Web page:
You got the guns right, everyone thought the next gig would be knocking bombers out of the sky at long range and that guns were obsolete. And that’s why I’d rather have an F-8 or an A-4 for early VN stuff than an F-4! At least the Thud had a gun and got some kills with them!
"I saw this in a cartoon once, but I'm pretty sure I can do it..."03/08/2017 at 19:00 #69186
I just know I’ll be trying to play this using adjustable flight stands…
"I saw this in a cartoon once, but I'm pretty sure I can do it..."04/08/2017 at 12:07 #69213
I just know I’ll be trying to play this using adjustable flight stands…
You definitely could! Like most of our air combat games there are 6 altitude levels, should be easy enough to implement with a flying stand.
I’ve made a few edits, mostly to the pilot checks (different qualities now have different target numbers, rather than modifiers). And made some rules about lower quality pilots having a harder time taking evasive maneuvers, and all pilots having trouble with making evasive maneuvers when the enemy is behind them. This will hopefully help to represent the element of surprise and target fixation. Not everyone is looking behind them all the time!
I also starting putting together rules for campaign play today: Wrote up some rules for pilots ejecting and crash landing and what happens to downed pilots depending on where they land. Depending on if they’re wounded or not and their skill, they will hopefully avoid capture until SAR can turn up to recover them. This will provide incentive to fly SAR missions (I will create a few different types of mission the attacking player can choose to fly: SEAD, Strikes, CAP, SAR, CAS, etc.)15/09/2017 at 08:35 #71623
I’ve been making good progress on this, grinding through the research and statting out the various aircraft of the various conflicts.
Finished Vietnam, Arab-Israeli and Indo-Pakistani wars, now on to the Iran-Iraq war, of which the research is mostly done.
Added helicopter rules and 2 more missions (beyond the Strike): CAS and SAR for retrieving downed pilots.
So I’m getting there, but still plenty to do!
We will have another playtest this sunday and I will take some photos and do an AAR. It will likely be a larger Vientam era game.07/11/2017 at 02:26 #75774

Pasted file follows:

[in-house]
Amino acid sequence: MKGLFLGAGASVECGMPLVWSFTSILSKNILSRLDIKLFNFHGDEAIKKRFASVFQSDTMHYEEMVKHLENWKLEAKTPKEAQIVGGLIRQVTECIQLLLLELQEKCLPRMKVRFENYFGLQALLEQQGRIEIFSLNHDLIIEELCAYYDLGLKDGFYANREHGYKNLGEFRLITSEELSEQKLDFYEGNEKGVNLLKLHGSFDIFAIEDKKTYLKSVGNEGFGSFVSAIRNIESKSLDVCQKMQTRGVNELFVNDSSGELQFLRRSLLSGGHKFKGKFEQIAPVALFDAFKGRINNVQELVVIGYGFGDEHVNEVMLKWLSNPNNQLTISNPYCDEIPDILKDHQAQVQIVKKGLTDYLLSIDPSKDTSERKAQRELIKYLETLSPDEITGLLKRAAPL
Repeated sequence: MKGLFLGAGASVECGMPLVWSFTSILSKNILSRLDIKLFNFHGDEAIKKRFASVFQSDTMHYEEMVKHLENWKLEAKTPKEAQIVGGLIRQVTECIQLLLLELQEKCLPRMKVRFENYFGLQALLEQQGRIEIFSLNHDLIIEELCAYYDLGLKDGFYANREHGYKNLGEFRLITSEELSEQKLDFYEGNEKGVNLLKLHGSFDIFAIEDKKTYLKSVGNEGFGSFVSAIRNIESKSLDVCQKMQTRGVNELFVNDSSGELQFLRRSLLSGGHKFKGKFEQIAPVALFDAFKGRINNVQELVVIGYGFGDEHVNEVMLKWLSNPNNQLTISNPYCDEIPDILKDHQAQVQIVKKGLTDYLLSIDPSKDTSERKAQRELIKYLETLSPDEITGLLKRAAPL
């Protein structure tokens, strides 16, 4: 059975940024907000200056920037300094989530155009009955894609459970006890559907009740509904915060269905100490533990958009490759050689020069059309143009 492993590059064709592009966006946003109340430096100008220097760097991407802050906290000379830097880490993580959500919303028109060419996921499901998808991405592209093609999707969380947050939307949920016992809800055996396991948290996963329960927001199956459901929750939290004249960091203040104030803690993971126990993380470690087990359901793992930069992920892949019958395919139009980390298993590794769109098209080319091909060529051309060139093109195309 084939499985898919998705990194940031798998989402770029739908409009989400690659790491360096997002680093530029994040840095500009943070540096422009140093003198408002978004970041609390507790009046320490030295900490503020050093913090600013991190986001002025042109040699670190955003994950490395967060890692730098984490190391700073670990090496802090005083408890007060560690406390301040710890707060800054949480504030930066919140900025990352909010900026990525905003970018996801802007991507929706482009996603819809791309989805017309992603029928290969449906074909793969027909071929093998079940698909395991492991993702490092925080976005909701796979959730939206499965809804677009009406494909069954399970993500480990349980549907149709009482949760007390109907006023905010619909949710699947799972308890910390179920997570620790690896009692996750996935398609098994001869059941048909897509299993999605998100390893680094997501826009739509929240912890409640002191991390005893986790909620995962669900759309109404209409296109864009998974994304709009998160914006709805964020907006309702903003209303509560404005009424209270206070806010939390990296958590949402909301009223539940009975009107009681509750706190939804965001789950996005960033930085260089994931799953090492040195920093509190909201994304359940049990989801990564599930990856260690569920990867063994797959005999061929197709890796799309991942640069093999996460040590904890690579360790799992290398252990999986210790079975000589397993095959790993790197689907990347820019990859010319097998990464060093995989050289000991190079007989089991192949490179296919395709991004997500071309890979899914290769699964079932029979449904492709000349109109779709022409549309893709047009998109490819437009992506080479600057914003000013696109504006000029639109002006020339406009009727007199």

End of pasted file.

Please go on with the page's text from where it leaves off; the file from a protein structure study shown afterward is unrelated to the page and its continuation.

Making good progress on this, Falklands research is complete (including all the naval vessels of both sides – and Submarines! and ASW helicopters!), did a few small playtests of the era but I have a bit more to do as I’m working out the Naval Vessel mechanics and fine tuning them.
Painted most of my harriers/vulcans and the various Argentine aircraft I have (super etendards, skyhawks, mirageIIIs and IAI daggers’) I’ll post some pictures once I’m done!04/12/2017 at 12:19 #77795
Finished a few naval vessels for the Falklands. All my Aircraft are done as well (although still waiting for the decals to arrive…)
RN Task Force:
Another shot of the Task Force:04/12/2017 at 13:15 #77798WhirlwindParticipant
https://hereticalgaming.blogspot.co.uk/06/12/2017 at 00:40 #77976
I’m really looking forward to this rulebook.31/12/2017 at 03:05 #80301
Gulf War complete, now on to Bosnia / Kosovo research and filling out some gaps in the Angolan Bush War.
I’ve also devised a solo play system and a Mercenary Air Campaign system over the last week, so will be adding these to the rules.
Mission types and set ups (including CAS and ground forces) have been filled out and Helicopters have been re-written for simplicity.
Mobile AA units have been added to all factions, for use in the CAS mission. ZSU-23-4 Shilkas, SA-8s, SA-9s, etc.04/01/2018 at 05:18 #80713
Essentially all the conflict research and stats are done, I’m going add in the second Taiwan Strait Crisis as a bonus conflict as there were missiles used quite heavily.
Then all I have to do is clean up the Solo and Mercenary Air Campaign rules, and sort out the bonus units.
Getting there!05/01/2018 at 10:59 #80872
Solo and mercenary campaign sounds very interesting.31/01/2018 at 12:28 #83194
Missile Threat now released!
8 months of research and play testing, 11 conflicts (18 if you count different periods), stats for 283 different aircraft, 40 years of air combat in one book!01/02/2018 at 10:43 #83241
Cool, I’ve been waiting for this.
Thanks01/02/2018 at 11:34 #83248
A weird entry for Iranian AH-1 with 4x AGM-65 per hardpoint? Is this for gameplay reason? Those are pretty big missiles.01/02/2018 at 11:51 #83250RogerBWParticipant
https://web.archive.org/web/20130516192527/http://axgig.com/images/79016160811542429413.jpg certainly makes it look like one per hardpoint at most, and probably one per side.01/02/2018 at 11:53 #83251
Hmm good point, I will change it to 1 per hardpoint. All the photos of Iranian AH-1s seem to only have 1.
The points cost will be exactly the same for the helicopter and missile, just change the AGM-65 to “takes up 1 hardpoint” for all conflicts.
I’ll update this in the next version, thanks for the feedback!06/02/2018 at 11:19 #83729